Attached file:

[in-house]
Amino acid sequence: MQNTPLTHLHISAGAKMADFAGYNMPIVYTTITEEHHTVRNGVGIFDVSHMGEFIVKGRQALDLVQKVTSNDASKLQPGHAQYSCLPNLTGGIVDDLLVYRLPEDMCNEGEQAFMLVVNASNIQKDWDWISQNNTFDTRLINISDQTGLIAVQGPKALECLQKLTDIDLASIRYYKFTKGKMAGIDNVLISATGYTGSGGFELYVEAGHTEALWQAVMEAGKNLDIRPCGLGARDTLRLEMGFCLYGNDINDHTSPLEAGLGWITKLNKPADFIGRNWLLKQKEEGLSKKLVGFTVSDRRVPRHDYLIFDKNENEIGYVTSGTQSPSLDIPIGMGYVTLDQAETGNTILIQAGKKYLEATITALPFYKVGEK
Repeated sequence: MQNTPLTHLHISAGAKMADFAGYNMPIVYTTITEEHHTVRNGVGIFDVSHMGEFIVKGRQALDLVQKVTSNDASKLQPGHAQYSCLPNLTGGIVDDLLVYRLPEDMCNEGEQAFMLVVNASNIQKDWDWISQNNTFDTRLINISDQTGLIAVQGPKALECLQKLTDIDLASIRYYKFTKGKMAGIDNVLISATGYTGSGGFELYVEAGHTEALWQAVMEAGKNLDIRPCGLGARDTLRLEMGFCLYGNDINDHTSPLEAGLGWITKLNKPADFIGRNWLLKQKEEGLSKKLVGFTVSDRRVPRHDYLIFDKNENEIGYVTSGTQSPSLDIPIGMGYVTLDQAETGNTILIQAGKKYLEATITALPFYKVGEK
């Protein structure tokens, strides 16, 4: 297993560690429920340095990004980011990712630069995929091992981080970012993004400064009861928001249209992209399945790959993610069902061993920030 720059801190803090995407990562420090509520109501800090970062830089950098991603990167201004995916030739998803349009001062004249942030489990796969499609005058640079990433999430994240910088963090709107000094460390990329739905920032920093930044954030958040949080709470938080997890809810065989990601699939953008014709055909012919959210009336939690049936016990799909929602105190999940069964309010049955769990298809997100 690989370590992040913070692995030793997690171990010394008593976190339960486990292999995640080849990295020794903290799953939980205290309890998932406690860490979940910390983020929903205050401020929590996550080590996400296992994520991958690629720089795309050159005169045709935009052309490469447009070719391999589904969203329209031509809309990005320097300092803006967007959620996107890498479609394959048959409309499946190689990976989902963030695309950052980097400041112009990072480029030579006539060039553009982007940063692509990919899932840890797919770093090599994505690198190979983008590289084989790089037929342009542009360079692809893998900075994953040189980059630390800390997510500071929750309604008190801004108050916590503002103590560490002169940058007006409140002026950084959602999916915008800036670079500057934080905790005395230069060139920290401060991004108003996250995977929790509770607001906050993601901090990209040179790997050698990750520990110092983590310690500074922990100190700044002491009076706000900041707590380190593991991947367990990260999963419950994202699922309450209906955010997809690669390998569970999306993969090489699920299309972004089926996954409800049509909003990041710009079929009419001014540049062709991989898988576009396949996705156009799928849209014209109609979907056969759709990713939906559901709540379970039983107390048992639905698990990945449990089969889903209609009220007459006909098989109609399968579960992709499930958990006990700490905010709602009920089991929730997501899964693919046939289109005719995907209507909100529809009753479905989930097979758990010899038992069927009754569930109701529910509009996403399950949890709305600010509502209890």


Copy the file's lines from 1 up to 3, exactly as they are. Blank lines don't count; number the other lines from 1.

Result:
[in-house]
Amino acid sequence: MQNTPLTHLHISAGAKMADFAGYNMPIVYTTITEEHHTVRNGVGIFDVSHMGEFIVKGRQALDLVQKVTSNDASKLQPGHAQYSCLPNLTGGIVDDLLVYRLPEDMCNEGEQAFMLVVNASNIQKDWDWISQNNTFDTRLINISDQTGLIAVQGPKALECLQKLTDIDLASIRYYKFTKGKMAGIDNVLISATGYTGSGGFELYVEAGHTEALWQAVMEAGKNLDIRPCGLGARDTLRLEMGFCLYGNDINDHTSPLEAGLGWITKLNKPADFIGRNWLLKQKEEGLSKKLVGFTVSDRRVPRHDYLIFDKNENEIGYVTSGTQSPSLDIPIGMGYVTLDQAETGNTILIQAGKKYLEATITALPFYKVGEK
Repeated sequence: MQNTPLTHLHISAGAKMADFAGYNMPIVYTTITEEHHTVRNGVGIFDVSHMGEFIVKGRQALDLVQKVTSNDASKLQPGHAQYSCLPNLTGGIVDDLLVYRLPEDMCNEGEQAFMLVVNASNIQKDWDWISQNNTFDTRLINISDQTGLIAVQGPKALECLQKLTDIDLASIRYYKFTKGKMAGIDNVLISATGYTGSGGFELYVEAGHTEALWQAVMEAGKNLDIRPCGLGARDTLRLEMGFCLYGNDINDHTSPLEAGLGWITKLNKPADFIGRNWLLKQKEEGLSKKLVGFTVSDRRVPRHDYLIFDKNENEIGYVTSGTQSPSLDIPIGMGYVTLDQAETGNTILIQAGKKYLEATITALPFYKVGEK